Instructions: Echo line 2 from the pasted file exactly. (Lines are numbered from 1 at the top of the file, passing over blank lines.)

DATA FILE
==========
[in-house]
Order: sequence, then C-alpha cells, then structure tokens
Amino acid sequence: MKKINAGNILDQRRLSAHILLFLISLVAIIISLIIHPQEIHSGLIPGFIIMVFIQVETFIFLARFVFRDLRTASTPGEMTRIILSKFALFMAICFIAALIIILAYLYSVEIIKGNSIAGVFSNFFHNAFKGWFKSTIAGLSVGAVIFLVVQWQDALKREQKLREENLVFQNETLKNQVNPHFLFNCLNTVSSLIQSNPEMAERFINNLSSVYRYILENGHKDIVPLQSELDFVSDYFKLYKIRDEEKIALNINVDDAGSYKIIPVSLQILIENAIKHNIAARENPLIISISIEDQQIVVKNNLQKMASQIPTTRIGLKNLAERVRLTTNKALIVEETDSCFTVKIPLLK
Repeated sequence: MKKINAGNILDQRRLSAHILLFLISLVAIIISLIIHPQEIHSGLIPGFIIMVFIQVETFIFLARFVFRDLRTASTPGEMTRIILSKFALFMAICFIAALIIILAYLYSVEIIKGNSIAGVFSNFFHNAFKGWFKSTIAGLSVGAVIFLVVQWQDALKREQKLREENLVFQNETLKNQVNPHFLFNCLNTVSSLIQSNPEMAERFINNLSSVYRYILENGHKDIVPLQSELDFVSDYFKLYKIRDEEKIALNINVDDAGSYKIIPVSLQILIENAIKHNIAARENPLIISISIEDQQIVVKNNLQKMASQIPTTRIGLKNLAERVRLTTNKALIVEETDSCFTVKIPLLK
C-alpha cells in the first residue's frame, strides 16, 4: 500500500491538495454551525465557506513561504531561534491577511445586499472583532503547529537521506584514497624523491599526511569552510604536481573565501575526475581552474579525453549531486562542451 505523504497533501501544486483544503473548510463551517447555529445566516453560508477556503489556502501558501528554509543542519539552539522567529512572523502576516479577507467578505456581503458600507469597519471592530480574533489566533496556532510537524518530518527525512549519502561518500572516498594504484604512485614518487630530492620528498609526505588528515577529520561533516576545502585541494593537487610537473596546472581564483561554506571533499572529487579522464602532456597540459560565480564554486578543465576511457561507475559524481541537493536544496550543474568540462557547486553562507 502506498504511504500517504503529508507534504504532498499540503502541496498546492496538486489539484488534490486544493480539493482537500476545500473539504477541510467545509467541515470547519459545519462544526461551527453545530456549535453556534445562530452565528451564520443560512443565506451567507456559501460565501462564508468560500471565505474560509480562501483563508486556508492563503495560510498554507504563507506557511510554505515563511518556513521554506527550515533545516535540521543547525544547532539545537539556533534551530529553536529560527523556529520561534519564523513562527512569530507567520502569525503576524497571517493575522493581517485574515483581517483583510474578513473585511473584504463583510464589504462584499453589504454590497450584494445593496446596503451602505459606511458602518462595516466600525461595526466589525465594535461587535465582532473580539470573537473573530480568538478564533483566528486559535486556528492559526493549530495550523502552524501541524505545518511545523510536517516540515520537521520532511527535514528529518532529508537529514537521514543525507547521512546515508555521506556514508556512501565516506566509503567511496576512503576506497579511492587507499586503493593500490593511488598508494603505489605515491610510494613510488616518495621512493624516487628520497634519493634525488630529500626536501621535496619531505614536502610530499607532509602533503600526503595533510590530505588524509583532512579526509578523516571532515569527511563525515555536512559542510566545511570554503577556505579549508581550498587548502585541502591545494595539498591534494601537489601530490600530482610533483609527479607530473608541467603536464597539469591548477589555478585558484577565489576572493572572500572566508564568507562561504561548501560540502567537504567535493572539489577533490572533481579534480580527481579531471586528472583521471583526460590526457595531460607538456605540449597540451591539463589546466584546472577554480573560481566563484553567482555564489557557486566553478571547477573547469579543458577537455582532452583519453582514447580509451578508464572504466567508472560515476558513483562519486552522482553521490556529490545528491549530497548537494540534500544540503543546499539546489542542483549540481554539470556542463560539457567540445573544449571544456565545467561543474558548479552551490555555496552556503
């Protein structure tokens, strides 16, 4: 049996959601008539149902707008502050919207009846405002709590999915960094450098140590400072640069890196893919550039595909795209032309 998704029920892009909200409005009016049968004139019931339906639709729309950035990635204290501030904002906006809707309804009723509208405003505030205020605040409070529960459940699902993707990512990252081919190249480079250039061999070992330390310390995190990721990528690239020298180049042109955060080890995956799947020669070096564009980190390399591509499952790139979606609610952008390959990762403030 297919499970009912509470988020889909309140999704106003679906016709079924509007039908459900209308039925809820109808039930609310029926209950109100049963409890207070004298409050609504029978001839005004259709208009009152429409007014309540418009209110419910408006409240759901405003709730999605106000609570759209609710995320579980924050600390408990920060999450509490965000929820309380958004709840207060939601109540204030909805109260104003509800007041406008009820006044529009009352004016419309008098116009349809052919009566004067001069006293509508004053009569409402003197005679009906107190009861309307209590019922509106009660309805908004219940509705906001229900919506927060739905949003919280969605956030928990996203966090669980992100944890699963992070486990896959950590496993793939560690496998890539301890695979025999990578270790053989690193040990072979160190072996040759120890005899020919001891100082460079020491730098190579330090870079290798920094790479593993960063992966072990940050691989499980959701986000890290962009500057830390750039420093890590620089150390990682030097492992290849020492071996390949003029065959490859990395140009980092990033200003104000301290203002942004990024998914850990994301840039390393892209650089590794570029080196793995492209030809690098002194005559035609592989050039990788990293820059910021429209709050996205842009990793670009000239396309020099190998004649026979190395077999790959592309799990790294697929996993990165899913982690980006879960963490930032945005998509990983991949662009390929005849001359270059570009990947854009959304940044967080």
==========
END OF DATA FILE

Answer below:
Order: sequence, then C-alpha cells, then structure tokens